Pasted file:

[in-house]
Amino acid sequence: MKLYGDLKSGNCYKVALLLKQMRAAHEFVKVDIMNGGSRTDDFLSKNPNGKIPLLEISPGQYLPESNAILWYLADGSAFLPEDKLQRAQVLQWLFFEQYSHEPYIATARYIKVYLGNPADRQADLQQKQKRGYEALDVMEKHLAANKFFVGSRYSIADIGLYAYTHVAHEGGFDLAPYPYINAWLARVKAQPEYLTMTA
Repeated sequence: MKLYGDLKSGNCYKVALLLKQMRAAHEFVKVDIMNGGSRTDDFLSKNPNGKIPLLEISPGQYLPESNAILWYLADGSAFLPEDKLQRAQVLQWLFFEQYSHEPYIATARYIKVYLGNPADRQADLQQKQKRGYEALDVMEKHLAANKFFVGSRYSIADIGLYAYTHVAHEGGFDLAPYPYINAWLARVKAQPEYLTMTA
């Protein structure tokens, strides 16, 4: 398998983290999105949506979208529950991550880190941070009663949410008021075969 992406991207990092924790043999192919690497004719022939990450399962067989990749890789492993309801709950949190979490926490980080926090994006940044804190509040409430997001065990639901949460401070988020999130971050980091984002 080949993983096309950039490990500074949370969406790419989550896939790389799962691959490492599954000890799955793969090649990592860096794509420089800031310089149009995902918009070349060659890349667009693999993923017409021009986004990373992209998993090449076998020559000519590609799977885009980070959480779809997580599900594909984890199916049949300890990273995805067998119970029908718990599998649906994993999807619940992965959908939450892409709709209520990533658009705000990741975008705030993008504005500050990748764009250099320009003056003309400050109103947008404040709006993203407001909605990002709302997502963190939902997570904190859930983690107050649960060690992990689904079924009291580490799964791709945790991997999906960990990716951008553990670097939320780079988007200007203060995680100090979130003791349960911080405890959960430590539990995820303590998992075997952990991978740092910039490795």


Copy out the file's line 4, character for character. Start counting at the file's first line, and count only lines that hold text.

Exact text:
């Protein structure tokens, strides 16, 4: 398998983290999105949506979208529950991550880190941070009663949410008021075969 992406991207990092924790043999192919690497004719022939990450399962067989990749890789492993309801709950949190979490926490980080926090994006940044804190509040409430997001065990639901949460401070988020999130971050980091984002 080949993983096309950039490990500074949370969406790419989550896939790389799962691959490492599954000890799955793969090649990592860096794509420089800031310089149009995902918009070349060659890349667009693999993923017409021009986004990373992209998993090449076998020559000519590609799977885009980070959480779809997580599900594909984890199916049949300890990273995805067998119970029908718990599998649906994993999807619940992965959908939450892409709709209520990533658009705000990741975008705030993008504005500050990748764009250099320009003056003309400050109103947008404040709006993203407001909605990002709302997502963190939902997570904190859930983690107050649960060690992990689904079924009291580490799964791709945790991997999906960990990716951008553990670097939320780079988007200007203060995680100090979130003791349960911080405890959960430590539990995820303590998992075997952990991978740092910039490795």